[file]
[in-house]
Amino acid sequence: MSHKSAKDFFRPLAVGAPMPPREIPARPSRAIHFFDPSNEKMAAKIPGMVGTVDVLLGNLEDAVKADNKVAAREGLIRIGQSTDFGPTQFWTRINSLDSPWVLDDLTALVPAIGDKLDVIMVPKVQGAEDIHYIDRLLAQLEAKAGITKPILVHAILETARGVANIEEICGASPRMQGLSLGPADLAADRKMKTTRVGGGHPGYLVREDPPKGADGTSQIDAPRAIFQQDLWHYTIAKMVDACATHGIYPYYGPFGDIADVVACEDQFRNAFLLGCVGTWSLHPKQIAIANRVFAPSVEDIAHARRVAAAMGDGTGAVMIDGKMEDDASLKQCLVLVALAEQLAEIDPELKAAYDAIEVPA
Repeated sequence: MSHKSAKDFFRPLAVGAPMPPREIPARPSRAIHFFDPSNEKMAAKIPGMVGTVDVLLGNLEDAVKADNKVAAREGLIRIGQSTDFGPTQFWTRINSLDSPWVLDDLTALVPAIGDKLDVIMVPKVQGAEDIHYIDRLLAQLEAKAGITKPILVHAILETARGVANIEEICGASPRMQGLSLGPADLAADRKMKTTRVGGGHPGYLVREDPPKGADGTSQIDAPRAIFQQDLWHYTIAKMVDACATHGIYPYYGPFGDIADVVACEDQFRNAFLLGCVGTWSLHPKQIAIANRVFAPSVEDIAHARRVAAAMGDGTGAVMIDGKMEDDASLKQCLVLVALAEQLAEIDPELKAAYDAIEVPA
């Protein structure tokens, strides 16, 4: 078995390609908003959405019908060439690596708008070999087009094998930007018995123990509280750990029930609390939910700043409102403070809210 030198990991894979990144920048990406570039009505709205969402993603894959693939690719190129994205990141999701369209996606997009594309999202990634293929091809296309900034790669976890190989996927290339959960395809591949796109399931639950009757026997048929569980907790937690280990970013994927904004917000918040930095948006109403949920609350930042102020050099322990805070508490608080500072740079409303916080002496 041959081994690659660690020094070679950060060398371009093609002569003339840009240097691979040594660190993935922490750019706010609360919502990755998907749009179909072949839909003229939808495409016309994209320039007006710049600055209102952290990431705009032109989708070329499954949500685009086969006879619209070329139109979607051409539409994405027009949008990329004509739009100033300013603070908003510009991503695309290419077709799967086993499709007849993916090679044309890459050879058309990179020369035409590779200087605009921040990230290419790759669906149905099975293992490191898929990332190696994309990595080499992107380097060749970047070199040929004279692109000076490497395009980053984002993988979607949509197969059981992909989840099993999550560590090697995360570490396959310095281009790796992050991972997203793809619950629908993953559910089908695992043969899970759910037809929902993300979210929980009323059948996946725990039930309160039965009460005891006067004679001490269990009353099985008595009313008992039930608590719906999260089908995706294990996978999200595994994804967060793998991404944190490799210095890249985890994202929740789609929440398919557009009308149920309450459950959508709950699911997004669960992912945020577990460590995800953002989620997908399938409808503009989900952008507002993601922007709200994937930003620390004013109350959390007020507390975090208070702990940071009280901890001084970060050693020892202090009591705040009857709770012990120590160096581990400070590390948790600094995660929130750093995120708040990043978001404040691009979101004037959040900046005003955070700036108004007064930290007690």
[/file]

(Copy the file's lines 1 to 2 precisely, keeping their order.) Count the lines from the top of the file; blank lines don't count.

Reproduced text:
[in-house]
Amino acid sequence: MSHKSAKDFFRPLAVGAPMPPREIPARPSRAIHFFDPSNEKMAAKIPGMVGTVDVLLGNLEDAVKADNKVAAREGLIRIGQSTDFGPTQFWTRINSLDSPWVLDDLTALVPAIGDKLDVIMVPKVQGAEDIHYIDRLLAQLEAKAGITKPILVHAILETARGVANIEEICGASPRMQGLSLGPADLAADRKMKTTRVGGGHPGYLVREDPPKGADGTSQIDAPRAIFQQDLWHYTIAKMVDACATHGIYPYYGPFGDIADVVACEDQFRNAFLLGCVGTWSLHPKQIAIANRVFAPSVEDIAHARRVAAAMGDGTGAVMIDGKMEDDASLKQCLVLVALAEQLAEIDPELKAAYDAIEVPA